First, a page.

MOSCOW, September 11. /TASS/. Arrangements for the transportation of munitions from Transnistria’s territory may take a little more than a year, Russian Foreign Minister Sergey Lavrov said at a joint news conference with Moldovan Minister of Foreign Affairs and European Integration Nicolae Popescu on Wednesday.
"Today we shared with our colleagues our evaluations of the actions that have to be taken in this regard. These are delivering the corresponding equipment and experts, determining sources of financing, signing contracts, and all of this should be done with observance of the safety norms established by the Russian Armed Forces. It won’t work any other way. As for the terms, the preparatory work for determining it on paper and preparing for specific actions will take a little more than a year," he said.
The minister added that for this purpose contacts between the militaries are needed, and Russia is ready for such contacts.
Russian Defense Minister Sergei Shoigu earlier suggested renewing the process of ammunition recycling. The US also said it was ready to join this process. Moldovan President Igor Dodon welcomed the plans of renewing ammunition recycling that had been blocked by Tiraspol in 2004 after the escalation of tensions between the two banks of the Dniester River.
According to different estimates, there are thousands of tonnes of munitions stored in warehouses in the village of Cobasna. The task group of the Russian army in Transnistria guards these arms under the agreement between Russia and Moldova as of July 21, 1992, which also helps carry out the peacemaking operation on the Dniester River. Russian peacemakers ensure peace in the area of separation on the Dniester River together with the blue helmets of Moldova and Transnistria and a group of military observers from Ukraine.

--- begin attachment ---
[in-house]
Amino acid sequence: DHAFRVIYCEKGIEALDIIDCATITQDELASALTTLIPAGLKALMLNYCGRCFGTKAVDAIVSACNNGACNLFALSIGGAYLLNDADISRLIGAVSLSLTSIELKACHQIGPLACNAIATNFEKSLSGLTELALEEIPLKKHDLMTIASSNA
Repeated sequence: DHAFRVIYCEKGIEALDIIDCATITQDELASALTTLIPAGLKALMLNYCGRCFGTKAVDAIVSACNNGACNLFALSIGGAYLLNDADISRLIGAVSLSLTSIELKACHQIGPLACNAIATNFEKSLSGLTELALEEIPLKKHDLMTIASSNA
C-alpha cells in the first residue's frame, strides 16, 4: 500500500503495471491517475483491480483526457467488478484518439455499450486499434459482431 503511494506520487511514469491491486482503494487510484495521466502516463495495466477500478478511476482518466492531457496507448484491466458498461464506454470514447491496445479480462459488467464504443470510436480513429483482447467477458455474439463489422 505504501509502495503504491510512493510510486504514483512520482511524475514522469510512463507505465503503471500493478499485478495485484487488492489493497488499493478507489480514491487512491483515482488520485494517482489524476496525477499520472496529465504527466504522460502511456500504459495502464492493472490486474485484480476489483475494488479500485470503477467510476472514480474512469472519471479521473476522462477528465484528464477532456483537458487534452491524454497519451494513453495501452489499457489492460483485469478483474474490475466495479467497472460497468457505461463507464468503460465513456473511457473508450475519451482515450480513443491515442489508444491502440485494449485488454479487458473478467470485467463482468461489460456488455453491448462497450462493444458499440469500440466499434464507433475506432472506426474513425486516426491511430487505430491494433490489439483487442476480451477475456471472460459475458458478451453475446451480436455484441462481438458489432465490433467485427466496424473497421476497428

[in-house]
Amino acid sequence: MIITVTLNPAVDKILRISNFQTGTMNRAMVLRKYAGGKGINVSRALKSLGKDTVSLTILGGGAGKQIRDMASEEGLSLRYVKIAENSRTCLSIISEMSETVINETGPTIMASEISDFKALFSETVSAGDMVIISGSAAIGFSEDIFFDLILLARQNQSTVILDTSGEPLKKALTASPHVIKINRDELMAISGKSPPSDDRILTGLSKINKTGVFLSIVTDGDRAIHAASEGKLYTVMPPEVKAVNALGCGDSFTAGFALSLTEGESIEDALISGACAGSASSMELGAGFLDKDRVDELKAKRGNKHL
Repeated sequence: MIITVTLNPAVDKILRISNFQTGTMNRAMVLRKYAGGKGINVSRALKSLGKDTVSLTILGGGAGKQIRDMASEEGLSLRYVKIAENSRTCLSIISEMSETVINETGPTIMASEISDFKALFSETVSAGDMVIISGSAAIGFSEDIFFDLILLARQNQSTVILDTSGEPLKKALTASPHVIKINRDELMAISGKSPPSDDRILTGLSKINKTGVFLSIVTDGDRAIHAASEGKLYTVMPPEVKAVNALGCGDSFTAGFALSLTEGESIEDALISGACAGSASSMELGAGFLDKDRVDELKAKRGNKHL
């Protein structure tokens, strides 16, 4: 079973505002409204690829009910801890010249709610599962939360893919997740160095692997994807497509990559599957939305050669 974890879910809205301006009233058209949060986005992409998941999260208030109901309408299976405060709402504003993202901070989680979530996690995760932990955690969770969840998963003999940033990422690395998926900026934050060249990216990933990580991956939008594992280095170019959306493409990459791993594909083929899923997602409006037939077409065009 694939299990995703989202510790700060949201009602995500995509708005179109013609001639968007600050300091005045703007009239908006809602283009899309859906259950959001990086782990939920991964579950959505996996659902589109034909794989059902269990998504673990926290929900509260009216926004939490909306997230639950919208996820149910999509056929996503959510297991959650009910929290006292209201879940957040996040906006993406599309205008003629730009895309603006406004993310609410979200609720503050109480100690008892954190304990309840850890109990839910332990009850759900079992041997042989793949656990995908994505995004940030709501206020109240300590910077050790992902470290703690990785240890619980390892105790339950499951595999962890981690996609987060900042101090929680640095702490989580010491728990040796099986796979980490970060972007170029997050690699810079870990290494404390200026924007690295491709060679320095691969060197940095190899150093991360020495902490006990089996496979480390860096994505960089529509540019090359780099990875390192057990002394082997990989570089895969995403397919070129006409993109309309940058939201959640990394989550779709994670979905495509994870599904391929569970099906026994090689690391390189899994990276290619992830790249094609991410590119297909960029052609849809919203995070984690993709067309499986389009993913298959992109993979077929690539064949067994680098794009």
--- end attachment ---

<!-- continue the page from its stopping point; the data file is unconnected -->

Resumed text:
Moldova’s Transnistrian quagmire
The Transnistrian conflict erupted in March 1992 when initial clashes occurred between Moldovan police and Transnistrian militia near the city of Dubossary, followed by an outbreak of armed hostilities. By summer, it had developed into a large-scale conflict in Bendery, where about 1,000 people were killed and tens of thousands were wounded and ended up as refugees.
The civil war was brought to an end following a peace agreement signed in Moscow in July 1992 and Russian peacekeepers were deployed to the conflict zone. Negotiations on the conflict’s peaceful settlement known as the 5+2 format talks (Moldova, Transnistria, the Organization for Security and Co-operation in Europe (OSCE), Russia, Ukraine and observers from the US and the EU) followed.